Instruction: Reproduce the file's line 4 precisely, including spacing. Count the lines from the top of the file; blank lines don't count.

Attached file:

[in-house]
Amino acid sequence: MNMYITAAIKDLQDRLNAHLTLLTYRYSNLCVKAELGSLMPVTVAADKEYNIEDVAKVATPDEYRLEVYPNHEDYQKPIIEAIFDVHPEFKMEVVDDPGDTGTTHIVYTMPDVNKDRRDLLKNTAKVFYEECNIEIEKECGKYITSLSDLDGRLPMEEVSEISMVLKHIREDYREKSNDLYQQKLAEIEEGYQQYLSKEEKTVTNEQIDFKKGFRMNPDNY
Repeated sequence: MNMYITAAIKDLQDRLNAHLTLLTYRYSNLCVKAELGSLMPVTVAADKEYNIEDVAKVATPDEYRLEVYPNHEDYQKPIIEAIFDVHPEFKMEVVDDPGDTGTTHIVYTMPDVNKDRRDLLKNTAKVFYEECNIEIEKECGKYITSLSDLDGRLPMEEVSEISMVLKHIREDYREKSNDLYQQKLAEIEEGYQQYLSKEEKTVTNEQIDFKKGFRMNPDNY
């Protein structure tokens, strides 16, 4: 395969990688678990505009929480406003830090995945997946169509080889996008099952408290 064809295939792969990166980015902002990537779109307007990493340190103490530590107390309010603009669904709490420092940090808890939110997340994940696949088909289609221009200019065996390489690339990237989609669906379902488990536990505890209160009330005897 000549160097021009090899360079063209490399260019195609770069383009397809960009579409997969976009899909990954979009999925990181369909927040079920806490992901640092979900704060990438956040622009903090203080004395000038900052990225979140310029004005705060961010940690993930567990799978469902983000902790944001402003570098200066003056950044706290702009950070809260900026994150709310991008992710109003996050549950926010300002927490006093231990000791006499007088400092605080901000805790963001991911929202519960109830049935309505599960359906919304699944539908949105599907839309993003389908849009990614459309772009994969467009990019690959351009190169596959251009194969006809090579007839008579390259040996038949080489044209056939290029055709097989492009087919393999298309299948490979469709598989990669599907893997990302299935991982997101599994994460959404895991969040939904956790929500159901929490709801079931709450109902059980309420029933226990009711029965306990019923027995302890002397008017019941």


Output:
């Protein structure tokens, strides 16, 4: 395969990688678990505009929480406003830090995945997946169509080889996008099952408290 064809295939792969990166980015902002990537779109307007990493340190103490530590107390309010603009669904709490420092940090808890939110997340994940696949088909289609221009200019065996390489690339990237989609669906379902488990536990505890209160009330005897 000549160097021009090899360079063209490399260019195609770069383009397809960009579409997969976009899909990954979009999925990181369909927040079920806490992901640092979900704060990438956040622009903090203080004395000038900052990225979140310029004005705060961010940690993930567990799978469902983000902790944001402003570098200066003056950044706290702009950070809260900026994150709310991008992710109003996050549950926010300002927490006093231990000791006499007088400092605080901000805790963001991911929202519960109830049935309505599960359906919304699944539908949105599907839309993003389908849009990614459309772009994969467009990019690959351009190169596959251009194969006809090579007839008579390259040996038949080489044209056939290029055709097989492009087919393999298309299948490979469709598989990669599907893997990302299935991982997101599994994460959404895991969040939904956790929500159901929490709801079931709450109902059980309420029933226990009711029965306990019923027995302890002397008017019941």